Experts tout price transparency as the solution to patient financial experience woes, but health literacy must play a key role.
By Sara Heath
– The healthcare industry is falling short of creating positive patient financial experiences, and until medical billing offices can address patient financial literacy, efforts to boost price transparency will be of little help, according to a new report from Waystar.
That is not to say that being forthcoming about the cost of care is not important, the report authors noted. In fact, driving price transparency is a high priority for patients.
The report, which outlined survey response from nearly 1,000 adult healthcare consumers, revealed that one-quarter of patients say limited price transparency is their biggest gripe with their hospital experience. Patients want to know how much their healthcare is going to cost and they want to make use of that information.
But the reality is that most patients are not using price data. Despite efforts to increase healthcare price transparency, including a 2019 rule requiring most hospitals to publish their chargemaster lists, only 12 percent of patients had shopped around before a medical procedure.
Limited patient financial literacy may be to blame, the survey showed. Thirty-eight percent of respondents said they didn’t know that the cost of care could vary from hospital to hospital, while 24 percent said understanding chargemaster lists is too complicated. Twenty-three percent of respondents said they didn’t know how to price shop.
Healthcare organizations aren’t exactly addressing the issue of financial literacy, either, the report suggested. Only 28 percent of patients said a hospital representative had discussed their total out-of-pocket costs before a procedure, meaning most patients went into their procedures blind to the costs.
What’s more, patients don’t feel particularly empowered to discuss their bill with a hospital representative after they have received care. Twenty-one percent of respondents said they talked to a hospital rep or considered doing so, compared to 79 percent who did not seek help with a bill.
Only 35 percent of patients took the initiative to compare their hospital bill with their health plan’s explanation of benefits to ensure they were getting correct coverage.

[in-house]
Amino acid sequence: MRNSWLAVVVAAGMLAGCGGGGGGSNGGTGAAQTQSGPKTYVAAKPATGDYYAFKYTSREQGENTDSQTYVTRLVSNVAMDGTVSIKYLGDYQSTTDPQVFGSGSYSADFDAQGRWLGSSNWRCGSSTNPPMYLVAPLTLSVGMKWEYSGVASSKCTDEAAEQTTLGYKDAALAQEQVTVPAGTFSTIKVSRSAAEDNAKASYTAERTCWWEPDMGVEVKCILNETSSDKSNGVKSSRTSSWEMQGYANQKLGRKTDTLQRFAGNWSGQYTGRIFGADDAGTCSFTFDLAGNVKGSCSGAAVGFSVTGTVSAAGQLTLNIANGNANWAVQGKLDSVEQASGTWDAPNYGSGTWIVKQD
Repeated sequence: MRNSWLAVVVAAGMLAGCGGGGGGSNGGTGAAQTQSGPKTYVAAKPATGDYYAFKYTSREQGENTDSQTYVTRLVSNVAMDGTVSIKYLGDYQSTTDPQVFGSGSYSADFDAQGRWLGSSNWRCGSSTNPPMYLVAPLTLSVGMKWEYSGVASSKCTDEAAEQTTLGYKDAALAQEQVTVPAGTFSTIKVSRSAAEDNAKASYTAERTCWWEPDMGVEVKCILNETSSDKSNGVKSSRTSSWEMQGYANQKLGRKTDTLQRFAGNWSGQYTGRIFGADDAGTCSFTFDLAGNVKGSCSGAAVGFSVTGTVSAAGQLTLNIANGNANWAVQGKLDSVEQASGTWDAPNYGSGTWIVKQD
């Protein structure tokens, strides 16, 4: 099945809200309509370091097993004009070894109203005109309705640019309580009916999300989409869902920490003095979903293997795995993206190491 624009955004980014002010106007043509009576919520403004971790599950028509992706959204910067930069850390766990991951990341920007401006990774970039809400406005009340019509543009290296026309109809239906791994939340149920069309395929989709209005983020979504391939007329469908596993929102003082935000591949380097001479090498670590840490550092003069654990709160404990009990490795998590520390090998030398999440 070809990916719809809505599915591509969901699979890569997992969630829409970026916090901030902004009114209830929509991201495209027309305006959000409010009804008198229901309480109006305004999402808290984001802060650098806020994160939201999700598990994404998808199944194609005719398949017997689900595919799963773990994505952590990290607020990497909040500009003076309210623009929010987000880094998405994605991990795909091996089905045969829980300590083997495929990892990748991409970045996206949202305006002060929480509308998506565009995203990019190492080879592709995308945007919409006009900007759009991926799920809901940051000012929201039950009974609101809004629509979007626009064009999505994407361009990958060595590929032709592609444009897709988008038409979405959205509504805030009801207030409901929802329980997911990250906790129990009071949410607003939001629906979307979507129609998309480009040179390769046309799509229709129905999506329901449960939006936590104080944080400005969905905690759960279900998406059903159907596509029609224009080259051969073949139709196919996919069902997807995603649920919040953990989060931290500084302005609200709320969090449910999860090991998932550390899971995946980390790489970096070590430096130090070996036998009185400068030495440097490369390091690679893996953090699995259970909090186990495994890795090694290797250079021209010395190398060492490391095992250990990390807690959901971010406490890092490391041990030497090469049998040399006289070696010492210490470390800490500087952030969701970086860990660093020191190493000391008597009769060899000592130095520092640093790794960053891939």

As a result, patients are left with medical bills that can be insurmountable for some. Thirty-five percent of all respondents said they owe at least $100 in out-of-pocket medical expenses for their last procedure. Eight percent owe between $500 and $999 and 7 percent owe between $1,000 and $5,000.
And what comes next is medical debt, the Waystar report revealed. Only 60 percent of patients have paid their medical bills in full, and 10 percent said they don’t expect to ever be able to pay their medical bill in full.
Challenges with patient financial responsibility are impacting some populations more than others, the survey continued. Younger patients ages 18 to 39 tend to be hit harder with high medical bills than their older patient counterparts.
For example, younger patients are more likely to have to prioritize paying their healthcare bills over other living costs such as rent, mortgages, and groceries.
In total, 65 percent of all respondents said they did not have to prioritize their medical bills over any living expenses. However, 82 percent of those respondents are over age 65, and the researchers noted are more likely to have Medicare coverage.
Conversely, twenty-six percent of all respondents have had to go without care because of cost. Of those who have forgone care, 38 percent were ages 18 to 39 and 24 percent were ages 40 to 64. Only 14 percent were over 65.
Younger patients also reported more challenges with surprise medical billing, with 32 percent saying they were charged more than they expected for their last medical procedure. This younger cohort was three-times more likely to say they experienced a surprise medical bill compared to patients over the age of 65.
Healthcare organizations are acutely aware that patient billing practices need a significant overhaul if they are going to ease patient financial responsibility. Doing so not only benefits the patient but will also help the hospital or clinic stay afloat by increasing their patient collections.
But to do this, providers must pinpoint what patients want to see in the billing process.
Overwhelmingly, patients are asking for simplicity, the survey revealed. Forty-five percent of patients said they want a clear bill that outlines the final balance that they owe. Forty-two percent want access to payment plan options and 41 percent want access to an online bill payment portal.
But again, there were some differences in preference for different age cohorts. Thirty-seven percent of patients favored an online bill payment option, while 29 percent wanted to pay their bills in the office. Twenty-eight percent preferred a mail-in option.
But when stratifying those numbers by age, it’s clear younger patients prefer digital options. Forty-seven percent of the 18 to 39 crowd favor online bill pay, compared to only 25 percent of those over age 65. Conversely, only 17 percent of younger patients prefer paying their bills in the office or via mail.
It will be essential for healthcare organizations to create customizable payment options for their patients, especially as technology still divides different generations of patients. Offering digital payment options as well as more tradition payment plans will help organizations drive convenience for patients and ensure they meet all patient needs.
And in doing so, organizations can promote a better patient financial experience that is functional for all patients and the healthcare organization itself.